The Agency for Healthcare Research and Quality (AHRQ) has awarded a $2 million grant to the UC Davis Department of Pediatrics to provide five years of financial support for a new telemedicine program for children with disabilities living in remote communities.
The grant will fund the School-Based Tele-Physiatry Assistance for Rehabilitative and Therapeutic Services (STARS) program, which will provide assistance and physiatric care for children with cerebral palsy (CP), spinal cord injuries, spina bifida, and other disabilities. It also will fund research into different models of physiatric care.
“The goal of the STARS program is to broaden our reach,” Loren Davidson, chief of pediatric rehabilitation, said in a press release. “We’re geographically limited based on the distance from the medical center and how many staff we have to send out. We’re trying to bridge the provider gap through telemedicine, trying to reach these underserved communities.”
California children with severe disabilities can receive free care through the California Children’s Services’ Medical Therapy Program. Through the program, clinicians visit children’s schools, examine each child, and determine the best therapeutic strategies to prevent complications and reduce children’s suffering. Clinicians often prescribe physical therapy, medications, or medical devices such as orthotics or wheelchairs.
However, this program is less helpful for kids living in remote or rural communities, as it easier to implement in denser urban areas where more physiatrists are available. Only a limited number of physiatrists with appropriate training are available to travel long distances.
Additionally, a lack of systematic monitoring can prevent comprehensive and adequate care from being provided to these children. The STARS program will test if telemedicine is an effective way to provide physiatric care at a distance.
By installing teleconferencing equipment in schools in San Joaquin, Butte, Mendocino, Lodi, and Fresno counties, Davidson and other physiatrists will remotely guide screening and write prescriptions and referrals. They also will assess if this approach provides better care for more children and prevents complications associated with the conditions.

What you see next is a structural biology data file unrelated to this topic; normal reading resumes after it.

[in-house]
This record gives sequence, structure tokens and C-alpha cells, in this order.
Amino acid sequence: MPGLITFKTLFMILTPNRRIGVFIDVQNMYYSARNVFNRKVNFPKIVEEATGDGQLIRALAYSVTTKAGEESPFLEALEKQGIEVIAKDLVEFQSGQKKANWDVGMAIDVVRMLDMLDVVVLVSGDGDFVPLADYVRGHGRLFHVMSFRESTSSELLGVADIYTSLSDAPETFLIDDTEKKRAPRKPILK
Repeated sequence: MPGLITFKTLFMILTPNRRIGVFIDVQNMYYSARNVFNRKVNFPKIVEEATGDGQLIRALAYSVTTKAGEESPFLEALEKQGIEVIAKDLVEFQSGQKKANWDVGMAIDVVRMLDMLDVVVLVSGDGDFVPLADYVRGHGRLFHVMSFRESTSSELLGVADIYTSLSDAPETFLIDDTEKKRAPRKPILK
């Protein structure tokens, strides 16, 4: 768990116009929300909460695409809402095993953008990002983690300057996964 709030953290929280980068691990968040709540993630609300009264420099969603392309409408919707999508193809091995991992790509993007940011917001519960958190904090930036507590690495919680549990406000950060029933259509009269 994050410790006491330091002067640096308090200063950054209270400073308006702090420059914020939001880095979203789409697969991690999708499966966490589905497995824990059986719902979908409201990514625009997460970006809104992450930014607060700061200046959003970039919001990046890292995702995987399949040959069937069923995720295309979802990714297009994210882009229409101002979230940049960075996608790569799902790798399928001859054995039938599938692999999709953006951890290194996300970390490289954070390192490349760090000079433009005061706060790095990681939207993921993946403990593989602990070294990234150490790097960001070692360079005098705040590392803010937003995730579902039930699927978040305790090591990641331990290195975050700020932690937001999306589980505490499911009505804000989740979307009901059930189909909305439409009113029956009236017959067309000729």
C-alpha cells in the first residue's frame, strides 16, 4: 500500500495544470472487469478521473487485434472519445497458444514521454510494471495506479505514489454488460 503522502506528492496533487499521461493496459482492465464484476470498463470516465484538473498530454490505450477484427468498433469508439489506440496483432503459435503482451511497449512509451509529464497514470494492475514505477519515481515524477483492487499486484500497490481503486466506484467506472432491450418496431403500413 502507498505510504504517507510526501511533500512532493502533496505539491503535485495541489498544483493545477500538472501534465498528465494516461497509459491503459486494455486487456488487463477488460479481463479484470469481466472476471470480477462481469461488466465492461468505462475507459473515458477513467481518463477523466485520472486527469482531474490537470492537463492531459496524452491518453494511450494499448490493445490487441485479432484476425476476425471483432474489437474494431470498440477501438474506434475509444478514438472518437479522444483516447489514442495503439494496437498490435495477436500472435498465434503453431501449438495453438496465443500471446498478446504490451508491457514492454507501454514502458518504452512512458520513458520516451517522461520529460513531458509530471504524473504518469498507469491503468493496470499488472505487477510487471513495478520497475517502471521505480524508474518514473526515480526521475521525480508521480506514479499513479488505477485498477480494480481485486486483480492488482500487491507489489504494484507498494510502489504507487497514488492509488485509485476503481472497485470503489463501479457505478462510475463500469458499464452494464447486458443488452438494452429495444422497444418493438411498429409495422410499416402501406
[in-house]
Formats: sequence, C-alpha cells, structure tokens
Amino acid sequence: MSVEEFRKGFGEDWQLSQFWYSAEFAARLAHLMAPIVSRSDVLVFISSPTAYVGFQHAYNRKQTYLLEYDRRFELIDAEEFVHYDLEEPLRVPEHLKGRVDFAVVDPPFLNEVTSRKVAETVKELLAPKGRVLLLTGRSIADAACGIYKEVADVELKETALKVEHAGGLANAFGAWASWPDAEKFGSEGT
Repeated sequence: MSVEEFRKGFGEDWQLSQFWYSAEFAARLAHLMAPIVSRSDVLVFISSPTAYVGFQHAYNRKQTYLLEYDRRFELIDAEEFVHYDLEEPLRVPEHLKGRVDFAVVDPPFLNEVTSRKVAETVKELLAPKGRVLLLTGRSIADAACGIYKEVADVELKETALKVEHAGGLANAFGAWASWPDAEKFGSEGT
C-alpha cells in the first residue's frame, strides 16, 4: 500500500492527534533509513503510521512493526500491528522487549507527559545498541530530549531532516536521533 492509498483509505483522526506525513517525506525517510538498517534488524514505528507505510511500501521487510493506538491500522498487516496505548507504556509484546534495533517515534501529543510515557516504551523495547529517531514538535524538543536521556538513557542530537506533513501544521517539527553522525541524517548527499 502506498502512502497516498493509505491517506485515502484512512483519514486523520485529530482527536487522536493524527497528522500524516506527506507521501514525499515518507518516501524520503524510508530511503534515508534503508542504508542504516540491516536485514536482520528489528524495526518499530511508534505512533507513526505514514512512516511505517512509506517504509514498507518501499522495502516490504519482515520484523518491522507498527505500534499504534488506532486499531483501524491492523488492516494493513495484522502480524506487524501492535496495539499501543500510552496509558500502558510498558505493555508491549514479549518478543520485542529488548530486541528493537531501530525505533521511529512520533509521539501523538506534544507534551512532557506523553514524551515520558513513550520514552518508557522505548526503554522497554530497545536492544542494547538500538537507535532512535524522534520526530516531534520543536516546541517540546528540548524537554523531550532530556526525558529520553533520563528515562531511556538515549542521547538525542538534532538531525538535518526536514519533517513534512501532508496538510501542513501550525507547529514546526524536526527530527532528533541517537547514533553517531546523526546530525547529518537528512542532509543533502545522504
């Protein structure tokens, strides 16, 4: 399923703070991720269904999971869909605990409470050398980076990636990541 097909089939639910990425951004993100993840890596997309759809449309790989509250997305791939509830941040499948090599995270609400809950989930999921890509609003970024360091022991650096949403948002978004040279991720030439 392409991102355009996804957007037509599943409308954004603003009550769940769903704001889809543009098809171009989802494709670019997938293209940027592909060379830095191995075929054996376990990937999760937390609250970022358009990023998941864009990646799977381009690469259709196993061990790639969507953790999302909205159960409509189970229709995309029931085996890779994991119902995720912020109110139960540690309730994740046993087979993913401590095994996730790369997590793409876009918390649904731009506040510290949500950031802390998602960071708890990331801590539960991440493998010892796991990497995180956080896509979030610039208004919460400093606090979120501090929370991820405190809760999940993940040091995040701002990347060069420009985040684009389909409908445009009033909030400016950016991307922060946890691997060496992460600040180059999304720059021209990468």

“One of our goals is to look at hip surveillance screening,” Davidson said. “Kids with cerebral palsy are at high risk for hip dislocation. The best treatment is to identify these problems early, before the hip completely dislocates – an orthopedic surgeon can keep the hip in. But when the doc providing guidance is not a rehab doc, and not affiliated with the pediatric orthopedists conducting surveillance, the screening doesn’t get done.”
The AHRQ grant will also support a research study comparing three care approaches: physiatrists providing care in person, non-physiatrists providing care in person, and physiatrists using telemedicine. The main points of assessment are improvement of quality of care, cost reduction, and increased patient-centeredness.
“The hardest thing to see is different outcomes based on how close patients live to a children’s hospital,” Davidson said. “That should not be a determining factor.”
“The efficiencies gained with telemedicine, the medical direction we can provide – it’s a potential game-changer,” added James Marcin, director of the pediatric telemedicine program at UC Davis.
Physiatry is a field centered on non-surgical physical medicine and rehabilitation that aims to restore functional ability and quality of life to those with physical impairments. The team at UC Davis believes their work can help close gaps in care and improve the quality of life for children with conditions like CP at lower costs.
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